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LETS GET DOWN TO BUSINESS.

Question :
HelloI own commercial property.  One of my tenants has clause 27.5. They told me they were paying nothing, then told me they would pay 50% and weren’t negotiating.They are back in the building, operating as of the 28th and have told me that they will only pay 75% during level 3.If they have full access to he building then how can they expect to only pay 75%?  Does clause 27.5 allow for this?  If it dosent are they I. Breach of their lease and I can go down that route?Thanks

Question submitted 30/04/20 @ 06:52pm
Industry: Property
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  • Hi there. Unfortunately 27.5 isn’t clear on % allocations based on access. We have always encouraged Fair and open communication between the parties.

    What type of business is it? Office, retail or industrial?

    There are also other opportunities for you to drive value out of the asset. You could get them to exercise their right of renewal, or lengthen their lease as a way to recoup some of the lost value from not paying rent.

    Happy to help out with more specific details if we can. lloyd.budd@bayleys.co.nz

    All the best.

    Great question and one at the forefront of a number of both Tenant’s and Landlord’s minds right now. We operate a property management company and have spent the best part of April carrying these out and every case is different.

    Here is a useful link that adopts a pragmatic approach to this and provides some further insight into the origination of clause 27.5.

    https://www.hobec.co.nz/news-resources/2020/april/update-the-adls-lease-and-epidemics

    Tenants are more important than ever right now and you will know how attractive your building is to determine how tough of a stance you want to take with your tenant. If it is a highly specialised building, i.e. there won’t be a huge demand pool out the other end of this Covid turbulence, even more reason to work with the tenant.

    It sounds as if you feel your tenant is being unreasonable. Ask yourself how important your tenant is to your own financial position and what you would be prepared to do to keep them. Many landlords we have been working with have offered 50% for April and then a further gesture into May and even June to help tenants get back on their feet. The requests of your tenant are not out of line with what we have heard from the market, however, it sounds as if the delivery of their rent discussions could be improved.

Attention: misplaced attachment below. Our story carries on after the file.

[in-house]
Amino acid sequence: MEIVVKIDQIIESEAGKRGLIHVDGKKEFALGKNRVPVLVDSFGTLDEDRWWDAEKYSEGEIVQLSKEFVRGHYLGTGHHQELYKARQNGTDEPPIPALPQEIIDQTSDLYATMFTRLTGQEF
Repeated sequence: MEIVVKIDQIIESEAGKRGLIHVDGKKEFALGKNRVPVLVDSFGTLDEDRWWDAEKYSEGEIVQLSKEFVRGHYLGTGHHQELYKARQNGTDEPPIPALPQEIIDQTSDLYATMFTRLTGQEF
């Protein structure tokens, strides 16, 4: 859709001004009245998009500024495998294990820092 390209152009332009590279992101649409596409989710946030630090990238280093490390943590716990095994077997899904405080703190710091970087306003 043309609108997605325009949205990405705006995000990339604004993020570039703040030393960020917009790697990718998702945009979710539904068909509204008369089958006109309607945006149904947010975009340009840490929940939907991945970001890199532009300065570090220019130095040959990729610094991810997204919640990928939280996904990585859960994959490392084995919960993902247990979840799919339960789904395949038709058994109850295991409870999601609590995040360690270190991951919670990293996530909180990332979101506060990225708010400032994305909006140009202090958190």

Lloyd made a good suggestion to extend the lease term to the value of the concession to the lease tail. It does sound like there is a bit of tension between you your tenant and the best way to win an argument is to avoid it. Tenants will remember their landlords when they needed financial support and if you are front footing the support to your tenant, this goes beyond the legal discussions and looking into the fine print of which there isn’t any for a pandemic and instead, let common sense prevail.

    Again, I am unsure of your own financial position and landlords in many instances are left holding the baby in that there isn’t any such discount or relief offered to them from their banks – merely a deferred principal and in some cases, interest plan, but it is still payable in full, so it is a tough pill to swallow.

    In my humble opinion if you can financially take the short term hit, do it for the long term gain.

    Cheers!

    Blair

    Hi, good to hear from a landlord.

    Clause 27.5 does nor grant automatic rights to a tenant to cease paying rent or to arbitrarily reduce the rent because the tenant cannot access their premises.

    The clause requires the tenant to pay a fair portion of the rent while they are unable to access the premises. What constitutes a fair portion of the rental is a matter for negotiation between you and the tenant. In my opinion depending on the fact scenario, a fair portion may range from 20% to 60% plus rates and insurance.